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Kicking the Habit

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There’s no doubt about it, a strong boot is a sure way to control a game.

It has been at the heart of England’s game for quite a while. While other nations looked to alternative methods of gaining ground and adding points, the Red Roses’ policy has been to play the game – as far as possible – in the opponent’s half.

And they have had the players to ensure this. Once they depended on Katy Daley-Mclean and Emily Scarratt. Now that KD-M has retired and Scaz has been missing from parade for a long while, a host of other players have taken on the responsibility: Amber Reed, Ellie Kildunne, Helena Rowland, Holly Aitchison and Zoe Harrison, to name but five.

The side was widely criticised in New Zealand for over-reliance on the boot and forward power, but Kiwis can hardly claim England lost the RWC final because of that strategy.

Over recent seasons a particular sequence has developed: a penalty kick to the corner, a clean line-out and an unstoppable rolling maul. It doesn’t always succeed, there are so many elements that could go wrong, but for England it has become a deadly weapon. A crucial element: the closer the kick lands to the try-line, the easier it is for the pack to finish the job.

How to react?

Other nations are slowly developing the same approach, most notably France. But even they have fewer players able to achieve the effect. One young player who caused England trouble for a couple of years was Chloé Jacquet, but her preference is for Sevens. With Jessy Trémoulière now retired, and Caroline Drouin also opting for Sevens, France need more players with the kicking power of Emilie Boulard to test England.

Kicking has rarely been at the forefront of Kiwi thinking, but the evidence of recent big matches, above all the WXV1 final, may make them think twice. I recall Renee Holmes being introduced to the Black Ferns’ line-up specifically for her strength in kicking from hand.

Yet in the opening seconds of that final she made an error that was to cost her team dear. She fielded Aitchison’s kick-off, then advanced around eight paces before releasing the ball. That was enough for Mo Hunt to leap into its path and charge it down. From there the Black Ferns spent much of the first half defending their line.

Apart from Holmes only Ruahei Demant was committed to a kicking game. Even she, with all her experience, made errors with the boot that proved expensive.

In many Six Nations games of recent years we’ve seen teams facing England unable or unwilling to clear the ball to touch as early as possible. Instead the forwards mount a series of charges to ease their way towards their 22. All too often an error occurs, resulting in an England scrum close to the red zone.

Two of the Celtic nations, Ireland and Wales, are tending to choose No 10s whose prime (but not sole) skill is with the boot, Dannah O’Brien and Lleucu George. Scotland are sticking with the experienced Helen Nelson, but younger players are finding a place in midfield to add more kicking options.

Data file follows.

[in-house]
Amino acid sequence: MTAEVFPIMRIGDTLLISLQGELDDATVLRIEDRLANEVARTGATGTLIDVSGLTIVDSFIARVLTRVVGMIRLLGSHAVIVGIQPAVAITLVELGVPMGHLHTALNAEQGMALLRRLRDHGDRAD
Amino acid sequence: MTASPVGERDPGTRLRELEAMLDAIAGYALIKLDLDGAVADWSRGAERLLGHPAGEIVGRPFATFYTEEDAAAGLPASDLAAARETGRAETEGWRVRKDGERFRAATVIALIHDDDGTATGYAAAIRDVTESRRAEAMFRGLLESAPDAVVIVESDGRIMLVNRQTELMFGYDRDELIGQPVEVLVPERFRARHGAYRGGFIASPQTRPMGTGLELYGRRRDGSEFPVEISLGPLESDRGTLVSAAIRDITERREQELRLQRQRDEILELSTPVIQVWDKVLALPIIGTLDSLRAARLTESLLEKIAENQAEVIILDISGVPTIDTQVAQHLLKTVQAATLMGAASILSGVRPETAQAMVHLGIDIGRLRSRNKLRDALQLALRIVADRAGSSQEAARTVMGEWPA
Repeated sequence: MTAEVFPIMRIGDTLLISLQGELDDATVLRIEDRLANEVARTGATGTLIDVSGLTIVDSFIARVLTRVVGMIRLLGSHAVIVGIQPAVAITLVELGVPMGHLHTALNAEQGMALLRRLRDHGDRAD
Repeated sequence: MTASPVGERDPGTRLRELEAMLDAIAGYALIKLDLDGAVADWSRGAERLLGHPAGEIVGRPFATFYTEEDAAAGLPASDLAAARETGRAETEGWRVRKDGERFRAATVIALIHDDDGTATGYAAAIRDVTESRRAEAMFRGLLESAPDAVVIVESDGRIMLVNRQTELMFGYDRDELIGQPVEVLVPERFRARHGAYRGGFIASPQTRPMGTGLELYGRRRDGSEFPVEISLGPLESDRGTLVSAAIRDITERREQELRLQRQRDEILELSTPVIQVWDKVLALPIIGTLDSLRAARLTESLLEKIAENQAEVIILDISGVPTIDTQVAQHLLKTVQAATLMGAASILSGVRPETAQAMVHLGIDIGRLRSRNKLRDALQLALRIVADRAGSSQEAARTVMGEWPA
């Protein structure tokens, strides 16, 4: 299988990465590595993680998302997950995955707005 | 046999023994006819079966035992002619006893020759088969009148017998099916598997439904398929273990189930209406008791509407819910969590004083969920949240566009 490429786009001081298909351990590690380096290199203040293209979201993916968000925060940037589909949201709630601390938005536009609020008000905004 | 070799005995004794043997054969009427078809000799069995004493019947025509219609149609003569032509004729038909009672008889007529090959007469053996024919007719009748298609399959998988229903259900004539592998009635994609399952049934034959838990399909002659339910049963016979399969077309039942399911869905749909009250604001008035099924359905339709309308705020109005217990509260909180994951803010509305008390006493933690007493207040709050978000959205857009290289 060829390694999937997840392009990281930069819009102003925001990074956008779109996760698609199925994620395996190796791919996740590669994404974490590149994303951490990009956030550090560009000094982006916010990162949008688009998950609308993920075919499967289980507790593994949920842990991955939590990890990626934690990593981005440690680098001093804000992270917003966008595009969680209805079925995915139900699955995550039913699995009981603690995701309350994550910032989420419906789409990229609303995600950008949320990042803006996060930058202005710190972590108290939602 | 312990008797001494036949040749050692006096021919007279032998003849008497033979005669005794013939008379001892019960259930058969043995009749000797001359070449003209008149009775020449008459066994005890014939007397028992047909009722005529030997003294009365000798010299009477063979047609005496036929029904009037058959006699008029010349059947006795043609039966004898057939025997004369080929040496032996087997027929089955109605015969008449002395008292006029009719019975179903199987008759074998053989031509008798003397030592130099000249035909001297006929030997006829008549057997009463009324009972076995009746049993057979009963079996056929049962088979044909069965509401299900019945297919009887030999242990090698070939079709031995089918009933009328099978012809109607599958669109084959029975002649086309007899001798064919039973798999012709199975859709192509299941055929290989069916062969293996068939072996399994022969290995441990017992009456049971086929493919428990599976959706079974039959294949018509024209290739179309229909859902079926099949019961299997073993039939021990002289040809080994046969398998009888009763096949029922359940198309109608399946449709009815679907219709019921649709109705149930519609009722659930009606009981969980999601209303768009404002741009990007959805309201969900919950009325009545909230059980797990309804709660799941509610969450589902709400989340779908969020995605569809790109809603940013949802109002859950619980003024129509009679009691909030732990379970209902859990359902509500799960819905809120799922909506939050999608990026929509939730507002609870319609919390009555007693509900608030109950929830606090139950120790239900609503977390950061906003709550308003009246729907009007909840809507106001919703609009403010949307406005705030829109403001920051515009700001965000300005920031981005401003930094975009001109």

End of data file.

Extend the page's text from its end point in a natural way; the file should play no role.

So the game-plan must be

1. to have at least one, better two, backs happy to belt the ball with the foot.
2. not to concede penalties in midfield, from where a kick to the corner can be launched unopposed.
3. More positively, national sides are employing a specialist coach to cover all aspects of the kick. They see the need to make it appear a natural part of the game, not an ill-prepared reaction to sudden pressure.

‘Kick-tennis’ is a term of abuse these days. But the Red Roses are happy to indulge in it for three reasons:

1. They normally finish up further down the field than they started.
2. Their most accurate kickers can land the ball where it can do the maximum damage, including
the still relatively new 50:22.
3. Their back three have the option of running the ball back with profit.

And that is where their game-plan can be so exciting. It brings doubt to defences; where will the next thrust come from; from the boot or by hand?

The Antis

There’s no doubt the kicking game has an army of opponents, but when as eminent a personage as Warren Gatland joins the opposition, saying, ‘We need less kicking in 2o24’, his eye is certainly fixed on the men’s game. There critics could claim it’s been reduced to a slow caterpillar ruck, followed by a deliberately produced box-kick by the 9, then a chase and hope. The caterpillar may be the object of banishment by the law-makers.

Far less so in women’s rugby. The statisticians assure us that the ball is in play for far longer than with the men. Rucks are only occasionally countered strongly, the ball is released from the forwards far more quickly. That in itself allows far more options out behind, including a wide variety of kicks.

Lou Meadows, England’s new attack coach laid emphasis on the ability of all the backs to kick the ball. That may seem perverse to some, but it brings much greater doubt into defenders’ minds. ‘Line-speed’ is a watchword of the game, but the faster the defensive line advances, the more gaps are likely to appear behind it.

It’s been noticeable this last year how often Red Rose backs have dropped the ball on to a foot to lob it over the top or grubber it through at worm’s height. With the pace and handling skills they have, the opposition is always having to second-guess how the next move will develop.

The simplest justification for a sound kicking game is to ask any forward: when she lifts her head out of the scrum, does she want to see the ball ahead of her or behind?

In the perfect world that we all seek the answer would be for every player to command every skill. It’s time for a New Year’s resolution.

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